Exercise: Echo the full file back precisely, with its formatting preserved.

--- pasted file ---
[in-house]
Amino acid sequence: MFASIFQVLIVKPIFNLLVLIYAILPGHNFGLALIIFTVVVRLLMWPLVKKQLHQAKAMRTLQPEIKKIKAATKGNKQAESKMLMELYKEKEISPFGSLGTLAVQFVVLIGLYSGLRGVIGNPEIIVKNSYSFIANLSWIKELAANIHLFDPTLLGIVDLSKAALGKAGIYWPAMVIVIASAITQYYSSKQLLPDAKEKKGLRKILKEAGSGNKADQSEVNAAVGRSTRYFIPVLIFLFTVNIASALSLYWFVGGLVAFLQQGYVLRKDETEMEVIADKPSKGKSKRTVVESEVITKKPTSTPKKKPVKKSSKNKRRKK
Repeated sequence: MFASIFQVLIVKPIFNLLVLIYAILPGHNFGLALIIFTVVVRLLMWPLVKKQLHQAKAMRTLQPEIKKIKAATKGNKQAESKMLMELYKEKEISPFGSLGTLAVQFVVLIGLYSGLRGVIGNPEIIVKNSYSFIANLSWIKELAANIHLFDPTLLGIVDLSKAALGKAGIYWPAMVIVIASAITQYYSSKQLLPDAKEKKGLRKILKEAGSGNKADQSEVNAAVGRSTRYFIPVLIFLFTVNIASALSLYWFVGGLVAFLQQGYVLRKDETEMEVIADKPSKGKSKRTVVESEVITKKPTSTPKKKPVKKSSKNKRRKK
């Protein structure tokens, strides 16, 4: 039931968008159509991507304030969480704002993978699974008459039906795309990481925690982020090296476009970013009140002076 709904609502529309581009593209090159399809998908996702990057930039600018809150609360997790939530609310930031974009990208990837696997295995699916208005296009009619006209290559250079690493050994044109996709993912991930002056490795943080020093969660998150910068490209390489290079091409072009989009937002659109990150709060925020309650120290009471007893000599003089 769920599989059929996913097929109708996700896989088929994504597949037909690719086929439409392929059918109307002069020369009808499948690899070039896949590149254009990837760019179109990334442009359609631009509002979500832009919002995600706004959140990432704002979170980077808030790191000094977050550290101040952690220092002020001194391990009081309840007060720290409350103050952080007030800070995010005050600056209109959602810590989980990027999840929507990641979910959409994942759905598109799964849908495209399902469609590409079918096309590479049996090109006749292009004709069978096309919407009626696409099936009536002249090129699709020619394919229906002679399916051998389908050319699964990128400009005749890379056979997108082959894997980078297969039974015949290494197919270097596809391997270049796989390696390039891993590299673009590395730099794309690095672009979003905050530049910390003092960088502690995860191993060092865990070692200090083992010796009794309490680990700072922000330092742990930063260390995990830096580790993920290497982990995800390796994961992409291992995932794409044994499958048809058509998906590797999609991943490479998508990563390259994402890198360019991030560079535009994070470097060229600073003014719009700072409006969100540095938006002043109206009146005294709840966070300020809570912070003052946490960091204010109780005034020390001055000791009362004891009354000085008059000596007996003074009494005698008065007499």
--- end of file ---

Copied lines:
[in-house]
Amino acid sequence: MFASIFQVLIVKPIFNLLVLIYAILPGHNFGLALIIFTVVVRLLMWPLVKKQLHQAKAMRTLQPEIKKIKAATKGNKQAESKMLMELYKEKEISPFGSLGTLAVQFVVLIGLYSGLRGVIGNPEIIVKNSYSFIANLSWIKELAANIHLFDPTLLGIVDLSKAALGKAGIYWPAMVIVIASAITQYYSSKQLLPDAKEKKGLRKILKEAGSGNKADQSEVNAAVGRSTRYFIPVLIFLFTVNIASALSLYWFVGGLVAFLQQGYVLRKDETEMEVIADKPSKGKSKRTVVESEVITKKPTSTPKKKPVKKSSKNKRRKK
Repeated sequence: MFASIFQVLIVKPIFNLLVLIYAILPGHNFGLALIIFTVVVRLLMWPLVKKQLHQAKAMRTLQPEIKKIKAATKGNKQAESKMLMELYKEKEISPFGSLGTLAVQFVVLIGLYSGLRGVIGNPEIIVKNSYSFIANLSWIKELAANIHLFDPTLLGIVDLSKAALGKAGIYWPAMVIVIASAITQYYSSKQLLPDAKEKKGLRKILKEAGSGNKADQSEVNAAVGRSTRYFIPVLIFLFTVNIASALSLYWFVGGLVAFLQQGYVLRKDETEMEVIADKPSKGKSKRTVVESEVITKKPTSTPKKKPVKKSSKNKRRKK
């Protein structure tokens, strides 16, 4: 039931968008159509991507304030969480704002993978699974008459039906795309990481925690982020090296476009970013009140002076 709904609502529309581009593209090159399809998908996702990057930039600018809150609360997790939530609310930031974009990208990837696997295995699916208005296009009619006209290559250079690493050994044109996709993912991930002056490795943080020093969660998150910068490209390489290079091409072009989009937002659109990150709060925020309650120290009471007893000599003089 769920599989059929996913097929109708996700896989088929994504597949037909690719086929439409392929059918109307002069020369009808499948690899070039896949590149254009990837760019179109990334442009359609631009509002979500832009919002995600706004959140990432704002979170980077808030790191000094977050550290101040952690220092002020001194391990009081309840007060720290409350103050952080007030800070995010005050600056209109959602810590989980990027999840929507990641979910959409994942759905598109799964849908495209399902469609590409079918096309590479049996090109006749292009004709069978096309919407009626696409099936009536002249090129699709020619394919229906002679399916051998389908050319699964990128400009005749890379056979997108082959894997980078297969039974015949290494197919270097596809391997270049796989390696390039891993590299673009590395730099794309690095672009979003905050530049910390003092960088502690995860191993060092865990070692200090083992010796009794309490680990700072922000330092742990930063260390995990830096580790993920290497982990995800390796994961992409291992995932794409044994499958048809058509998906590797999609991943490479998508990563390259994402890198360019991030560079535009994070470097060229600073003014719009700072409006969100540095938006002043109206009146005294709840966070300020809570912070003052946490960091204010109780005034020390001055000791009362004891009354000085008059000596007996003074009494005698008065007499």